Remembering sandwiches of my youth

Consider the tomato sandwich. It’s an excellent example of the maxim that the simplest ingredients yield the highest reward: Bread. Mayonnaise. Tomato. Salt. Pepper. You can debate each element, which bread, which mayonnaise, which tomato. But add anything more and you’ve gone too far.

It was while thumbing through the Food section of the newspaper recently that I saw a photo of a collard sandwich. Nobody loves collards more than this Southern boy, but I’ve never, ever heard of any such concoction.

It also set me to thinking about sandwiches in general, while remembering certain homemade morsels I’ve consumed through the years that might be considered unconventional as well.

First of all, let’s agree to a certain understanding of mayonnaise. When I refer to it, I’m really talking about Miracle Whip salad dressing. That was considered mayo in my house. There might be a jar of real mayonnaise in the fridge, but it’s barely touched. I’ve tasted it but don’t prefer it. Just wanted to make all that clear before we travel down this white, wheat or whole grain path together.

As a child, it was not at all unusual for us to eat a mayonnaise sandwich. That’s right, two pieces of bread with nothing but mayo on it. We could afford baloney, but that was a totally different food group.

If you, too, ever ate such a sandwich, then we’re going to be able to relate in this column. If not, then there’s the real possibility of a dietary disconnect.

The most common go-to sandwich for any youngster has to be peanut butter and jelly.

There were a couple of others that I fondly remember. For some reason, the fried bologna sandwich seemed to be considered a treat. I’m not sure why. After all, I had experienced potted meat and even Spam sandwiches and lived to tell it.

Fried baloney, though, seemed to be not quite as highly regarded as ham, but definitely higher up the food chain than say, Vienna sausages.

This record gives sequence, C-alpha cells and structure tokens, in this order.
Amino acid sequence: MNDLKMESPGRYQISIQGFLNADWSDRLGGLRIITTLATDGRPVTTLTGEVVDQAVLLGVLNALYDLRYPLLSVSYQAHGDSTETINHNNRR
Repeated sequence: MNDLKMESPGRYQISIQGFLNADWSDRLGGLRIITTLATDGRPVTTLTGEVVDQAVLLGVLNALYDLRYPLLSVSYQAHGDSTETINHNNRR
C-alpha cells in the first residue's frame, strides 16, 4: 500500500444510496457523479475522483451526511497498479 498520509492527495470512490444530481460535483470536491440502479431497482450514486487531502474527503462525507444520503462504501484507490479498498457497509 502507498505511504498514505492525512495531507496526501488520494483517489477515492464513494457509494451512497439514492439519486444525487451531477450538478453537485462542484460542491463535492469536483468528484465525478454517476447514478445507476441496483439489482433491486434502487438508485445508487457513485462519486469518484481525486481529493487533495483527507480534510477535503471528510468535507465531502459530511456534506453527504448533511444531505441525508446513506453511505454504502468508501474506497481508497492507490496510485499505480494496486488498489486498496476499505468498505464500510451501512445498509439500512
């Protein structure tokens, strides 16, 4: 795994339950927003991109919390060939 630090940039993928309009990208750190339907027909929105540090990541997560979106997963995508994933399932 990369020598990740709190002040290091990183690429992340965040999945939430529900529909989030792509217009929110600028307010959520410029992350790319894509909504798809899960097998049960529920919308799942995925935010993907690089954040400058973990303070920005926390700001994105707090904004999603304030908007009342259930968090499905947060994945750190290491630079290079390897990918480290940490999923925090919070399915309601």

As any self-respecting fried baloney chef knows, it’s necessary to cut a slit in the meat that allows it to lie flat in the skillet.

The other sandwich of my youth that I once really enjoyed involved bananas, mayo, a little sugar and fresh white bread. With mayonnaise spread on both pieces of bread, circular slices of banana are placed on top, then sprinkled with a little sugar.

I don’t think this is the healthiest of lunches ever devised, but I ate my share of them. One word of caution: They’re not particularly appetizing if left in a lunch box a couple of hours before eating. There’s something about brown bananas that tends to make us a little anxious.

I’m sure you, too, have a go-to sandwich around your house. This time of year, I know people who love fresh tomatoes sliced between two pieces of bread with a little mayo. It’s even better, I’m told, if the tomato juice runs down your forearm.

Maybe at your house it’s a grilled ham and cheese or something a little more exotic. On a Fourth of July weekend, hamburgers and hot dogs will populate picnic plates.

A few years ago while in Scotland, I stumbled into a little shop that featured baguette sandwiches. I ate one of those sandwiches for four or five straight days. I finally realized that what I liked most was the bread. It didn’t matter what was in it.

Maybe I should have just had a mayo baguette and been done with it?

Reach Warren Peper at peperwarren@gmail.com